Source: man slackpkg
Slackware is a multiusage distribution, it’s not tailored made for the desktop or server usage, but lets the user configure the system according to her needs.
At the office
I’m using Slackware on my office workstation running a full LAMP stack for development and sysadmin tasks. The only downtime I’ve ever experienced has been caused by power failures, though colleges have threatened to take the machine down due to excessive uptime bragging (they’re all running Windows obviously).
I would definitely recommend Slackware for server tasks. Slackware is simple, secure and rock solid. Those are features I greatly appreciate from a server installation. As a side note, you’re reading this review on a Raspberry Pi 3 powered by Slackware ARM.
On the modern laptop
Slackware 14.2 was my first Linux installation on UEFI based hardware and despite some initial fud regarding secure boot (which I’ve turned off), it does coexist happily with my Windows 10 installation. There is definitely no reason to cling to legacy bios and mbr as UEFI is the far better alternative in my opinion.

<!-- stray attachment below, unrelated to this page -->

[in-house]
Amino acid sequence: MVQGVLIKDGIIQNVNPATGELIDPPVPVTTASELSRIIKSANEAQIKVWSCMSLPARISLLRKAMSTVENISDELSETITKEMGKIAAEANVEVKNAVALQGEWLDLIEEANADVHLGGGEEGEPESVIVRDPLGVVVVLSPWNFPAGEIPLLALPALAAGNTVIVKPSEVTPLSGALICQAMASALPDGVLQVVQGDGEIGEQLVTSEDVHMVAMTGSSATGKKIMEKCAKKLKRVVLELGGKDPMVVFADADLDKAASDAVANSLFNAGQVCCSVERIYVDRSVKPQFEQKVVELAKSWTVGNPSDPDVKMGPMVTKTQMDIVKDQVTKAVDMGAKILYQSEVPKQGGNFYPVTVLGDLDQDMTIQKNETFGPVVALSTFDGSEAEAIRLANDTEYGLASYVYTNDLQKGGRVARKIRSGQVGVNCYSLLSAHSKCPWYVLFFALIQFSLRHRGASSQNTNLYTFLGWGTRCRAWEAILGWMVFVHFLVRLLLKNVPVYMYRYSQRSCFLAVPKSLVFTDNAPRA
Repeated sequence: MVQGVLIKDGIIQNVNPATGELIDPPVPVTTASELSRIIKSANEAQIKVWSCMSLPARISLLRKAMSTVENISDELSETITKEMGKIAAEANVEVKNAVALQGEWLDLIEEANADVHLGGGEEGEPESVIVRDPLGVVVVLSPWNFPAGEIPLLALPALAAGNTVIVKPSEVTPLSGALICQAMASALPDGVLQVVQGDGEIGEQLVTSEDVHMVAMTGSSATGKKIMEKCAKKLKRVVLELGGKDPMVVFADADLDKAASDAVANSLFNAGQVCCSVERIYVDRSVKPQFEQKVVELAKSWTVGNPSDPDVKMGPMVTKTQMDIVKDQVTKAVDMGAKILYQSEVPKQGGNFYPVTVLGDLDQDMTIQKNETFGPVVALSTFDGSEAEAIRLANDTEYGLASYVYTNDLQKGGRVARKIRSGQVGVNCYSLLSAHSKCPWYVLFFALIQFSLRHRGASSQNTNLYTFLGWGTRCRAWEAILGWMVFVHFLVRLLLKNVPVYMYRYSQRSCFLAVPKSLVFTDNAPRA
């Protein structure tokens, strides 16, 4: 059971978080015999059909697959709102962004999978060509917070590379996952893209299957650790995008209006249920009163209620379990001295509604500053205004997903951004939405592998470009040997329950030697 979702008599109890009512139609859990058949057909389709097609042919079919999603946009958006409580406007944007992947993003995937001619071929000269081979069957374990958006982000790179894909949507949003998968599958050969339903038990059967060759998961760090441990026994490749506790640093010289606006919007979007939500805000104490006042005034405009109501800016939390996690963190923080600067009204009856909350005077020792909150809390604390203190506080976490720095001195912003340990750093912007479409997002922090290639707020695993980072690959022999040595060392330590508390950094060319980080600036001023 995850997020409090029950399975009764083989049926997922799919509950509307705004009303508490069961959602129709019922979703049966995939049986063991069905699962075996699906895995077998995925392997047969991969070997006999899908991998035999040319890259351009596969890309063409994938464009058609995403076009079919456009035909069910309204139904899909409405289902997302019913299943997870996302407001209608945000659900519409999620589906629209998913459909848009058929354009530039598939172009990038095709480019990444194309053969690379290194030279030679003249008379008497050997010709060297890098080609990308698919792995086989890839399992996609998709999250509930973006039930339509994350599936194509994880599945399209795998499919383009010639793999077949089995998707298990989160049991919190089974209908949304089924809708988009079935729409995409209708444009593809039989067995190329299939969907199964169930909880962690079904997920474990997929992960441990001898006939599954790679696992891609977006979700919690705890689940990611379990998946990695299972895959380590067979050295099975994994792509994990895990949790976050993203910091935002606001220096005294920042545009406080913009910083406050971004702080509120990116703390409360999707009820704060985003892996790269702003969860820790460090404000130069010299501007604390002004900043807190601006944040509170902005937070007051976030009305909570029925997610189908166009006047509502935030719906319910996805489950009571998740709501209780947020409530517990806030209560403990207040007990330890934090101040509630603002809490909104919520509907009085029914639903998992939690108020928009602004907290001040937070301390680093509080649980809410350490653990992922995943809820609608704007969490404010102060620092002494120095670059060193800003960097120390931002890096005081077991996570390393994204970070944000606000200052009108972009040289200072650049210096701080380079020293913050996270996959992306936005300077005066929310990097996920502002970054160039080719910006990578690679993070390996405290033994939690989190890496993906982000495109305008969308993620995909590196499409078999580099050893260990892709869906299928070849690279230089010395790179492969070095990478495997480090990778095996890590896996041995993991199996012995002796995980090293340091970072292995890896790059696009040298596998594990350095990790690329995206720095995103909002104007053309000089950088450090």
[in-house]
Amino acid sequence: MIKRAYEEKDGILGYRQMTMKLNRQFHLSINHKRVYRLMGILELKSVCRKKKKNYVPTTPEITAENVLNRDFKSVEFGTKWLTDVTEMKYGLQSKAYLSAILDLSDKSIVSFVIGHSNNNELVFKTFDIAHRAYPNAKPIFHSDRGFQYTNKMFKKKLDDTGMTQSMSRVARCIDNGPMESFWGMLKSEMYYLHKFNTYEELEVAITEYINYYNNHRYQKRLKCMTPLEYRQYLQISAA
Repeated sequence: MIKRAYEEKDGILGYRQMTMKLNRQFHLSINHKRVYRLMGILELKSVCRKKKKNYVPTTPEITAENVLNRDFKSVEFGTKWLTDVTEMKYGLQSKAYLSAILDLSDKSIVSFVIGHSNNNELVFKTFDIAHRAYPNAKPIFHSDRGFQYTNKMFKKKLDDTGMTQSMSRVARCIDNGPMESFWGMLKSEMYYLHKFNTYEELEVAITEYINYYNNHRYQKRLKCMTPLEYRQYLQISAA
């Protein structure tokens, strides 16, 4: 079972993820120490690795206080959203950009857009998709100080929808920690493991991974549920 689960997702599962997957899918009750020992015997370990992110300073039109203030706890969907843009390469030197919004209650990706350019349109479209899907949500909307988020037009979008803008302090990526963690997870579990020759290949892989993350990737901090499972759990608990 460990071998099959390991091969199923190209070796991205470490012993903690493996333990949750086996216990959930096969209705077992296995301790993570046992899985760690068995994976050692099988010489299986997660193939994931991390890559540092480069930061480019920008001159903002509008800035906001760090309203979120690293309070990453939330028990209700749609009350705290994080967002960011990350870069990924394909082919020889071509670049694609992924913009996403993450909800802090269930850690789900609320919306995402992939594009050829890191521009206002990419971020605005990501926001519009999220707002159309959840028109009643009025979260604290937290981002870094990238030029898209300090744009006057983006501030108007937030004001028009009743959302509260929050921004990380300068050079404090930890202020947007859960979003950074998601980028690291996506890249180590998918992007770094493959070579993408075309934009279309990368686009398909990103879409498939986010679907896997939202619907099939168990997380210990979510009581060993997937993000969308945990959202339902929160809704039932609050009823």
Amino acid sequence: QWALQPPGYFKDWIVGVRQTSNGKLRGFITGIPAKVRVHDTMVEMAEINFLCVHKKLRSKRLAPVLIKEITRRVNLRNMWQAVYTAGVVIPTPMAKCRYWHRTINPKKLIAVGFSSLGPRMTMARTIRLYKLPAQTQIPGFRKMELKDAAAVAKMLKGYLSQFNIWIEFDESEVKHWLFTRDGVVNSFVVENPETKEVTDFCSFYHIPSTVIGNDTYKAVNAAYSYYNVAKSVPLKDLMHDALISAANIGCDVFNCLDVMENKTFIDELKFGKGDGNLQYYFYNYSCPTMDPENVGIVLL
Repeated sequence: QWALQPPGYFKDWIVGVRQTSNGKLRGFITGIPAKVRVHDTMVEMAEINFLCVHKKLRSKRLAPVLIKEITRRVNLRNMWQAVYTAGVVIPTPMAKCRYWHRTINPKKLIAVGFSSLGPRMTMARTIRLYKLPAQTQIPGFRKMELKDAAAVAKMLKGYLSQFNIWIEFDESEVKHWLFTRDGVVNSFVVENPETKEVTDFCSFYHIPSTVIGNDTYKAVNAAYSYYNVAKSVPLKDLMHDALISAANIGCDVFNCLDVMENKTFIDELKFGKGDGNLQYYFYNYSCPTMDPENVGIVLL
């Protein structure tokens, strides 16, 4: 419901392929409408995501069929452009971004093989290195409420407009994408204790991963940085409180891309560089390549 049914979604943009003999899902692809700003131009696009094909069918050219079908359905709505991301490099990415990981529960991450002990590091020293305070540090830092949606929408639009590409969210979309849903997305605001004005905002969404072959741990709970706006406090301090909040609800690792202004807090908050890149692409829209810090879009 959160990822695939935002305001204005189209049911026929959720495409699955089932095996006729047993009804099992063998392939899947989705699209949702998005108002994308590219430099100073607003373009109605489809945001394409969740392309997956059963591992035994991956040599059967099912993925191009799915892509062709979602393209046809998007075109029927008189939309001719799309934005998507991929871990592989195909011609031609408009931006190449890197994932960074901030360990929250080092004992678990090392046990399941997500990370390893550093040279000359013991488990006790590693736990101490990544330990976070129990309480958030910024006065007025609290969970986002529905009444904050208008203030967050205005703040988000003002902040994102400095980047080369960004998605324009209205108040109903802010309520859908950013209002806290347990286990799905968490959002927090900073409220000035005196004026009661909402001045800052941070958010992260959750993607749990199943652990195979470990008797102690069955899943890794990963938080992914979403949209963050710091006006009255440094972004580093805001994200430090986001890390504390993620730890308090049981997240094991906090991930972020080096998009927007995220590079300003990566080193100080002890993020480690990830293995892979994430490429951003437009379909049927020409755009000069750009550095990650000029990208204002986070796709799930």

As for hardware compatibility, everything is working great with the latest 4.4.14 kernel. I did have some serious issues with the nouveau driver (hard freezes) on earlier versions of the 4.x kernel but those seemed to have been fixed upstream.
Slackware supports most media formats out of the box with few exceptions. However, if you want to enjoy your dvd collection you will have to install some additional codecs.
Look and feel
There is no theming or other distro specific customization with Slackware Linux. Everything is as close to the vanilla sources as possible.
With each release Slackware tries to stick with stable versions of all included software. This means that apart from bug and security fixes, you won’t get the latest version of any software without compiling and installing it yourself.